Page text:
Tips for Lung Cancer Patients: What Not to Do


This post is adapted from an article that originally appeared on the Huffington Post.

Over the past decade, researchers have made great strides in targeted therapy and immunotherapy for lung cancer, offering hope to patients with the deadliest form of cancer in the United States. In addition to seeking innovative medical care, patients can also make a difference in their experience by the way they approach their illness.

Geoffrey Oxnard, MD, offers his patients three basic principles to live by while coping with lung cancer. These guidelines, he says, allow patients to take control over an aspect of their treatment and increase their chances of tolerating and benefitting from their therapy.


1. Don’t act sick

If you feel well enough to do so, continue your regular activities. Oxnard says his patients sometimes ask him if they should avoid their relatives or go out to public places less frequently while they are undergoing treatment. His response? Just live. It is important to maintain your strength and reserves during your cancer experience, so don’t change what wellness typically means for you.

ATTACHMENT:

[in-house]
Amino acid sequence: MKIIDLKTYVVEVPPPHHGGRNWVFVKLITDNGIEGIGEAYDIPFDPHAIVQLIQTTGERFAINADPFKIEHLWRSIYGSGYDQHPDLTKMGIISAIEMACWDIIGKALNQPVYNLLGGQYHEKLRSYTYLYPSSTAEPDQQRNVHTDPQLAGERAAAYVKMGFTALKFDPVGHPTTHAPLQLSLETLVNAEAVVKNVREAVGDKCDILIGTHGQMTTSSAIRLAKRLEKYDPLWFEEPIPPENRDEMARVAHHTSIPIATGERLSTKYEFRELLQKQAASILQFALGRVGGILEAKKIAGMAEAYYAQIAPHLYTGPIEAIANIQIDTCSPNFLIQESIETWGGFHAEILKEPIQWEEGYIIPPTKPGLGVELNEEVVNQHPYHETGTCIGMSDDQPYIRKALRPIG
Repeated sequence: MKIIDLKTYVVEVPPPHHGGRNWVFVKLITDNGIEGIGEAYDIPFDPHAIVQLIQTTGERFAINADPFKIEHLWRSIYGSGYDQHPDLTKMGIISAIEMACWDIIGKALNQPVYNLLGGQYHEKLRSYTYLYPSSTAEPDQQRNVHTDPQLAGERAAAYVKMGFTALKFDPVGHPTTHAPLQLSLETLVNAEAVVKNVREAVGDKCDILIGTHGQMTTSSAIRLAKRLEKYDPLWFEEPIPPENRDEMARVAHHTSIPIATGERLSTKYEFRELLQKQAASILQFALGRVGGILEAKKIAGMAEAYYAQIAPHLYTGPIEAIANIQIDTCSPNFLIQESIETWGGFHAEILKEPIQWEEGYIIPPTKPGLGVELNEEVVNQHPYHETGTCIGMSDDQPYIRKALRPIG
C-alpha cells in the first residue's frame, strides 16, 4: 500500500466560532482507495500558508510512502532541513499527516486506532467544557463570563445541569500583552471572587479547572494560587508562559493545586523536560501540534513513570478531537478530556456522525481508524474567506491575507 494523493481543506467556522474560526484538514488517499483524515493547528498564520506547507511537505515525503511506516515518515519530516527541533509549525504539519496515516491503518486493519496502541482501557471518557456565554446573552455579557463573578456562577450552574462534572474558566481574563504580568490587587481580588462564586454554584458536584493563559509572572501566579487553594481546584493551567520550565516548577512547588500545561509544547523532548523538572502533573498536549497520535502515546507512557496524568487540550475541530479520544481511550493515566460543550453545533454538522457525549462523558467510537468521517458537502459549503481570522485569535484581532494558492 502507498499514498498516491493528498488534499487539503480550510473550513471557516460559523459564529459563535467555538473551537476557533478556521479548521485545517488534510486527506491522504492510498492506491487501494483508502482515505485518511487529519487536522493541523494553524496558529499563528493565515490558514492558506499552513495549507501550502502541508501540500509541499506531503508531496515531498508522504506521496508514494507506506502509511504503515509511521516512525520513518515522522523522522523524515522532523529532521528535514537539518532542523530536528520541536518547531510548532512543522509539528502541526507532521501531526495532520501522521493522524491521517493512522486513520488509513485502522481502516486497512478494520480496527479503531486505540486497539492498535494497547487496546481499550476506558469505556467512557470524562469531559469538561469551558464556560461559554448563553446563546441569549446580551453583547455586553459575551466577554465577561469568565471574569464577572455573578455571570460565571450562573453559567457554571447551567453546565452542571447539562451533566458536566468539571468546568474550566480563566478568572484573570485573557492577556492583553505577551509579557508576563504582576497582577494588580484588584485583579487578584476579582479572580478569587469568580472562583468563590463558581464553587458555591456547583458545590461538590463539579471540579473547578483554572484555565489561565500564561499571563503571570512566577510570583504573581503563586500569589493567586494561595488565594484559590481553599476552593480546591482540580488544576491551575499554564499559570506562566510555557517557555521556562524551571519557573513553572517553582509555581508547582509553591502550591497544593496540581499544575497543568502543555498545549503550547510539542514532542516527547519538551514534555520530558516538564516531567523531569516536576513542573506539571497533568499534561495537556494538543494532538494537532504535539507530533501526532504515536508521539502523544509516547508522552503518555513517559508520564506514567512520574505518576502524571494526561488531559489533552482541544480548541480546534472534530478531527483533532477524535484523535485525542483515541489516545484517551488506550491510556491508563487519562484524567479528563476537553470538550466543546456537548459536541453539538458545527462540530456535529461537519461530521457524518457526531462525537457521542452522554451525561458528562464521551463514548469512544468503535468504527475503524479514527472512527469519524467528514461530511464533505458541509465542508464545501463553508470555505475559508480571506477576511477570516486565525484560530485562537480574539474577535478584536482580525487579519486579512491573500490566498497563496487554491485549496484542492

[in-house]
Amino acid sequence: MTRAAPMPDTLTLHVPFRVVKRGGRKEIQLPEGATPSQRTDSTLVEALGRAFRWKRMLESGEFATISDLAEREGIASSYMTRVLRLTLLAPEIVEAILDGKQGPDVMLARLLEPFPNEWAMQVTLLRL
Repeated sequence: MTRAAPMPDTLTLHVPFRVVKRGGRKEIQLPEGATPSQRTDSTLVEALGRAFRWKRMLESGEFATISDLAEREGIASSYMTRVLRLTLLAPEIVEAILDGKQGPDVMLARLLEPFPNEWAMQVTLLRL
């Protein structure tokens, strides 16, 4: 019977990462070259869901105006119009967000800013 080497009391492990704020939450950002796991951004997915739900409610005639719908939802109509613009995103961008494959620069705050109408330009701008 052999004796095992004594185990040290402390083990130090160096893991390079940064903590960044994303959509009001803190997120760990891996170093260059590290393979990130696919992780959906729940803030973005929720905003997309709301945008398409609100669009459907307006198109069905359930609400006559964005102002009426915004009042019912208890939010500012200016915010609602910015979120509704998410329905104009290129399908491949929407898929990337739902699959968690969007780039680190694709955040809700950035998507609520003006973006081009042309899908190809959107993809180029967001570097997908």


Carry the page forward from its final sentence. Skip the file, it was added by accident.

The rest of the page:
Geoffrey Oxnard, lung cancer

2. Don’t lose weight.

People are very interested in specific diets that help fight cancer. However, there are diets for individuals trying to prevent cancer, and diets for people who are currently fighting cancer. And these, Oxnard emphasizes, are not the same. For a patient fighting cancer, weight loss can be dangerous. Oxnard advises: “Have ten pounds saved for a rainy day, because you may have rainy days.” Due to the extra energy you burn during chemotherapy, you should “liberalize” your diet and allow yourself to eat whatever keeps your weight stable.


3. Don’t be a tough guy.

Even if you have avoided the doctor for your entire life, it is important to speak up and tell your clinician how you are feeling during and after your treatment. Clinicians do their jobs best when they are fully aware of your experience. If you communicate any symptoms or side effects with your doctor, he/she can work to make you feel better.


Watch Dr. Oxnard explain his tips for lung cancer patients to have a good quality of life:


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All content in these blogs is provided by independent writers and does not represent the opinions or advice of Dana-Farber Cancer Institute or its partners.

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